The British marque confirmed on Wednesday morning that it is putting its return to the top flight of sportscar racing on hold while it assesses its options in the wake of the news that IMSA's next-generation LMDh cars will be eligible to race in the WEC in 2021/22.
A statement said: "Aston Martin will now pause as it considers whether to continue in any future prototype class. Aston Martin remains open to working with both organisations to find a suitable pathway for any future participation."
It leaves Toyota as the only major manufacturer preparing to be on the grid for the start of the 2020/21 campaign in September, joined by smaller outfits Glickenhaus and ByKolles.
Peugeot meanwhile is set to return to the WEC in time for the 2022/23 season, although it's unclear if it will build a car to the hypercar rules or opt instead to switch to LMDh instead.
"Aston Martin’s ambition to compete for the overall victory in the 24 Hours of Le Mans remains undiminished, but it is only right that we reassess our position in light of a significant change in the landscape that was not anticipated when we committed last year," said Aston Martin CEO Andy Palmer.
"We entered Aston Martin Valkyrie in WEC and at Le Mans with the understanding that we would be competing with similar machinery and like-minded manufacturers. The situation has changed and it makes sense for us to pause and reconsider our options."
Aston's announcement follows months of official silence on the state of its hypercar project, with the marque having not provided any substantive updates on the programme since last September's Silverstone WEC season-opener.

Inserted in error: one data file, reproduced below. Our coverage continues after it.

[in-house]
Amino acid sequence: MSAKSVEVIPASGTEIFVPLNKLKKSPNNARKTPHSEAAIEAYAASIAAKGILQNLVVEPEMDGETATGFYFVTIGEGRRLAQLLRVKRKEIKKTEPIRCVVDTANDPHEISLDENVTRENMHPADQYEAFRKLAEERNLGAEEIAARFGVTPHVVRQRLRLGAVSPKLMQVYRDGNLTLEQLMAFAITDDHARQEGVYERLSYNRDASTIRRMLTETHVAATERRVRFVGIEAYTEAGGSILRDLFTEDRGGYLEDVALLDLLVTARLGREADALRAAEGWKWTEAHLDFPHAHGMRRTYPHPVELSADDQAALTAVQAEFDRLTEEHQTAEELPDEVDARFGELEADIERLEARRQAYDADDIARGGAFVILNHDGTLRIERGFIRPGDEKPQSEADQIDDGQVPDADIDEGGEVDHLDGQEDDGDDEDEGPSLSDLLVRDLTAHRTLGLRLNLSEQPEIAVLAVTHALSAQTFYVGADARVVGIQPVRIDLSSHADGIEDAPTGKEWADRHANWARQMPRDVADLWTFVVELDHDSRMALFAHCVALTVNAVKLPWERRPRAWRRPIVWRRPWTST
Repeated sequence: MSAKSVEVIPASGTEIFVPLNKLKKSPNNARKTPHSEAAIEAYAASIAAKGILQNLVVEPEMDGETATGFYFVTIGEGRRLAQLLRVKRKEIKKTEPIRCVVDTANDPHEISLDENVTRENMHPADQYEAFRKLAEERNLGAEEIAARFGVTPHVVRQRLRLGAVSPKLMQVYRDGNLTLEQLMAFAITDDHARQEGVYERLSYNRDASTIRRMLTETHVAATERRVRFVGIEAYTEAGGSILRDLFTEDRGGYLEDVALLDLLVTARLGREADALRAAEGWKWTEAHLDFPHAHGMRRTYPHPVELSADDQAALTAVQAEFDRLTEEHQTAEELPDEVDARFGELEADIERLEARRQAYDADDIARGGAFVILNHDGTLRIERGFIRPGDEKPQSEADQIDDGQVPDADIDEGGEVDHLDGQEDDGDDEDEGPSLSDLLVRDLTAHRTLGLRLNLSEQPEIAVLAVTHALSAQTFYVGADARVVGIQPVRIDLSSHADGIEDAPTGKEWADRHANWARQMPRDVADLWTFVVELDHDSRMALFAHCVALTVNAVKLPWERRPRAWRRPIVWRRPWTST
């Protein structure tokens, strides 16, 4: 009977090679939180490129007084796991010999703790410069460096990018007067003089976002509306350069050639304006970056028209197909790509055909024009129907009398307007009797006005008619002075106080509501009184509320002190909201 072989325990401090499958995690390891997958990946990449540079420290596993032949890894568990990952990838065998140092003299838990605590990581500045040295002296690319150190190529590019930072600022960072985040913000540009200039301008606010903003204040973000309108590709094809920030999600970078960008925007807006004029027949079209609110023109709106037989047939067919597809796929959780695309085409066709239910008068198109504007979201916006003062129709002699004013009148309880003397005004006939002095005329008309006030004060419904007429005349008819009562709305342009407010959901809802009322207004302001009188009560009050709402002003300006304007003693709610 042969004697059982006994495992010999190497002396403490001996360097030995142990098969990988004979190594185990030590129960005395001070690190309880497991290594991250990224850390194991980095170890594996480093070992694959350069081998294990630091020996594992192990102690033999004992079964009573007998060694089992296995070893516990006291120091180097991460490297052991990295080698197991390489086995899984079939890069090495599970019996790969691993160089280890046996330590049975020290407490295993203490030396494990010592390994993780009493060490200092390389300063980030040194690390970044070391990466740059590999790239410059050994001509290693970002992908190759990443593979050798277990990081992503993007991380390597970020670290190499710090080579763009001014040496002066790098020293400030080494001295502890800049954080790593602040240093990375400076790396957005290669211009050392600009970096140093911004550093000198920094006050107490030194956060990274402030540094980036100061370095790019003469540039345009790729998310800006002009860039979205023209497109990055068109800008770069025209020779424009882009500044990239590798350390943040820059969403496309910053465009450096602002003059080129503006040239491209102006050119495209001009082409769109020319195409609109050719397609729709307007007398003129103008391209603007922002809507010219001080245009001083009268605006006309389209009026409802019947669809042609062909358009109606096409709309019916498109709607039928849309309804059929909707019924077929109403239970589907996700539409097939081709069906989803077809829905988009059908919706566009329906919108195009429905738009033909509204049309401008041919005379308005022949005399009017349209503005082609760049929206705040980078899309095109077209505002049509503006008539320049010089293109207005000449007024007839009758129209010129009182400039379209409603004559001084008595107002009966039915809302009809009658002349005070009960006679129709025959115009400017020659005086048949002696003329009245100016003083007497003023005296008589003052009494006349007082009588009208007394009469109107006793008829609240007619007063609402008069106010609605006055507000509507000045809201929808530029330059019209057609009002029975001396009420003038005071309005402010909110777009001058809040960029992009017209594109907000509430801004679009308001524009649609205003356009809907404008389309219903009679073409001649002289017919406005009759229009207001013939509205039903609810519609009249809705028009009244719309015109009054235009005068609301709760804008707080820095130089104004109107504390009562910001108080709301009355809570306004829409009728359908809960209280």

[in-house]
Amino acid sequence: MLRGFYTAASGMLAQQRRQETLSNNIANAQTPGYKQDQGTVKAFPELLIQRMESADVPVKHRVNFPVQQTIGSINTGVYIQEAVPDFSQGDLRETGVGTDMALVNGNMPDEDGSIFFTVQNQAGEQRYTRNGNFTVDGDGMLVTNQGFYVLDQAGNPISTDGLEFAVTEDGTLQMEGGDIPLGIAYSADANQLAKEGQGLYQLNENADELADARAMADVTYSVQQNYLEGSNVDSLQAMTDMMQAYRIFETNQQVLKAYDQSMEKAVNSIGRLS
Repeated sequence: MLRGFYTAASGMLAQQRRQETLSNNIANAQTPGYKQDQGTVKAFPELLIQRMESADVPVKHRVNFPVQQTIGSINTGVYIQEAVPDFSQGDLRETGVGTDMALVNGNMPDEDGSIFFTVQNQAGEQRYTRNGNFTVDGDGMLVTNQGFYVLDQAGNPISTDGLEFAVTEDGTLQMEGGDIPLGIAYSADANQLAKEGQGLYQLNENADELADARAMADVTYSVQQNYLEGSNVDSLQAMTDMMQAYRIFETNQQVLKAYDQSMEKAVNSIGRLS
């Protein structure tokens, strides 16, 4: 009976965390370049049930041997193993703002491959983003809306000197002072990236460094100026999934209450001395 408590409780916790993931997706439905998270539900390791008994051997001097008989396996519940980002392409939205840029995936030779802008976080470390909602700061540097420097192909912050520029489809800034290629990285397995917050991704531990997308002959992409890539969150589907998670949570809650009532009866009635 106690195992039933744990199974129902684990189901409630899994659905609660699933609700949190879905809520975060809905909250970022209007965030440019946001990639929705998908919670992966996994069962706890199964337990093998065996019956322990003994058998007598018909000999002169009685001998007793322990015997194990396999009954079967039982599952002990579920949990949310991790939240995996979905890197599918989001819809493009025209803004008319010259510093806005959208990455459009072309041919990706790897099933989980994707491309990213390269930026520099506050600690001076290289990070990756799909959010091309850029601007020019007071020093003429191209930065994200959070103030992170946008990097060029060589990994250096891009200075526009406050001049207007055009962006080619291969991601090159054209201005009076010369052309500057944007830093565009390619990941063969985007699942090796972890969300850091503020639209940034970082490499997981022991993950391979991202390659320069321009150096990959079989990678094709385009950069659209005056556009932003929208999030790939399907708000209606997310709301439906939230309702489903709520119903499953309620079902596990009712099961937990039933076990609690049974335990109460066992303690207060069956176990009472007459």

The news also comes not long after the confirmation that the Racing Point Formula 1 team will be rebranded as Aston Martin in 2021 following a major investment into the company by Canadian entrepreneur Lawrence Stroll.
Aston's statement said its focus would be "defined by its activities at the highest level of both single-seater competition and endurance GT racing".
It also made it clear that Aston's commitment to the WEC's GTE Pro class and GT3 racing with the Vantage is unaffected by its decision to put its hypercar plans on hold.
Aston Martin Racing President David King said: "Competing against our closest rivals on the road in GT racing makes perfect sense. [The] Vantage is winning in some of the most fiercely contested sportscar classes in global motorsport, and long may this continue.”
#95 Aston Martin Racing Aston Martin Vantage AMR: Marco Sorensen, Nicki Thiim
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